Page:Popular Science Monthly Volume 89.djvu/594

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���Testing an Air-Fighter's Nerve

Is your pulse right ? Would you start at the crack of a pistol? How do you breathe? The answer spells your fitness to be an aviator

��Above, the ergograph, which ascertains the exact amount of fatigue in the arms and fingers after certain exercises

���At left, an indicator strapped to the fin- gers to determine sHght variations in the pulse-beats

���THE war -aviator must be so consti- tuted that the sudden menace of danger, of shells bursting about him, of machiiu--gun bullets raining upon him will find him calm and collected. He must face a crisis not only with deliberate calm, but with the ability to escape with a whole skin.

Polo-players, lion-tamers, big-game hunters proved to be the best aviators in the early days of the llying-machine, simply because they were so constituted that they were not appalled by danger. Indeed, they courted perils. Men of this rare type are hard to tnul. Besides, every man obsessed with the daredevil spirit does not necessarily constitute the ideal aviator. Even timid business men have their moments of reckless daring. What is wanted is the stuff of which Danii-I iioones and Shackletons are made.

Hut in ad<lilii>n to the daredc\il spirit, has the prospective aviator mus- cular anfl nervous endurance? After clutching for an hour the control-levers of a speedy monoplane, is his han<l firm, or does it ircnililc!' After witness- ing a terrible aici<lent, is Iiis lu-.irl-bcit.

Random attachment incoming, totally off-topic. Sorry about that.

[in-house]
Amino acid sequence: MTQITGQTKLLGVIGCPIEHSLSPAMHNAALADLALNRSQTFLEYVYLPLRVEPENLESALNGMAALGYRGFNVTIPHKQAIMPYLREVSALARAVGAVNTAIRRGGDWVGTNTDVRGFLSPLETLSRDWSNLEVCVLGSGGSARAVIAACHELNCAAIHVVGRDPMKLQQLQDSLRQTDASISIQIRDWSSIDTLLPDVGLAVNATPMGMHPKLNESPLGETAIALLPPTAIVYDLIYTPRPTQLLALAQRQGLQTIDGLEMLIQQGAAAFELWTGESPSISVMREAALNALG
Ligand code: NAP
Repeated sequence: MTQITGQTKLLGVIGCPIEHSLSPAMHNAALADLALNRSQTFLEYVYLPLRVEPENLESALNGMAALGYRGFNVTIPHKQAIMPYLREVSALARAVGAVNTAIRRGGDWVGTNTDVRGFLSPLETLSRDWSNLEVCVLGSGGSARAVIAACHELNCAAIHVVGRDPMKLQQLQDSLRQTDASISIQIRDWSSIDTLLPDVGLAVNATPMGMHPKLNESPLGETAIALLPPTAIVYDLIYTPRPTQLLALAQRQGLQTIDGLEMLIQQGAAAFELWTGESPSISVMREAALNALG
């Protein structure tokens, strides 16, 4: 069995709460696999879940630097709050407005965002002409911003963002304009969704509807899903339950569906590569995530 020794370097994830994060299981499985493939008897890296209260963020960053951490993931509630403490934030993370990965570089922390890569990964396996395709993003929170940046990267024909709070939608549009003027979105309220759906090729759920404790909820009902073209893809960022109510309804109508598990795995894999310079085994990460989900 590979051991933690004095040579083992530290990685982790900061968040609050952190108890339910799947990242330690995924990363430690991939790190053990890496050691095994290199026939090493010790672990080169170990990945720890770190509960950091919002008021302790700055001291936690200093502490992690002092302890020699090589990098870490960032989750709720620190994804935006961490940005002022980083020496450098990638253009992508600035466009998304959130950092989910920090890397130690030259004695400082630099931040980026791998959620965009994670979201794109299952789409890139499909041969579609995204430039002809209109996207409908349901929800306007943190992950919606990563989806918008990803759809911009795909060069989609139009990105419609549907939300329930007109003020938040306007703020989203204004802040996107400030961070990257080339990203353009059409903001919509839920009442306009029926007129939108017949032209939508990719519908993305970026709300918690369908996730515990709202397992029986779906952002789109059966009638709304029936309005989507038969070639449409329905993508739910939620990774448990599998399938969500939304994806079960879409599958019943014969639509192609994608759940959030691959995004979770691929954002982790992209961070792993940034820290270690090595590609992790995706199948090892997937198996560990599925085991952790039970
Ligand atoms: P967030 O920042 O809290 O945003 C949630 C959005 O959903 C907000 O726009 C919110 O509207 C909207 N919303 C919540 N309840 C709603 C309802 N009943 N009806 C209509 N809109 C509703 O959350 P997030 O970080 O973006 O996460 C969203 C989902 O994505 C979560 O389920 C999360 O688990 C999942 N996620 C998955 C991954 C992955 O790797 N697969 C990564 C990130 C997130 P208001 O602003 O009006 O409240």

��his "cardiac rhythm" undisturbed? Is his respiration still normal? Moreover, are his nervous and nuiscular systems so well balanced and so nicely correlated that his hands promptly obey every external command?

These important questions must be answered in his favor if he hopes to get a job as a war-llier with the French army. The French do not want daretlevils to drive their air-machines if they are daredevils and nothing more.

For the purpose of finding out just how favoral)ly every applicant can an- swer these difficult questions — and he can not answer them with his lips — the French war department employs an ingem'ous testing machine. Psx'chol- ogists ha\-e known and emjiKniHl what is called the d'Arsonval chronometer for many years. Hut it is unlikeK' that the (U'licate mechanism has ever been put to such an inliTesting task.

One part of it tests the pulse-beat. Another determines the tremor of the nerves. Still another registers the respi- ration. AnothiT ajjparatus discovers the ability, or the in.ibilits', of the .ipplicant lo wilhslaiid fatigue. .After he has


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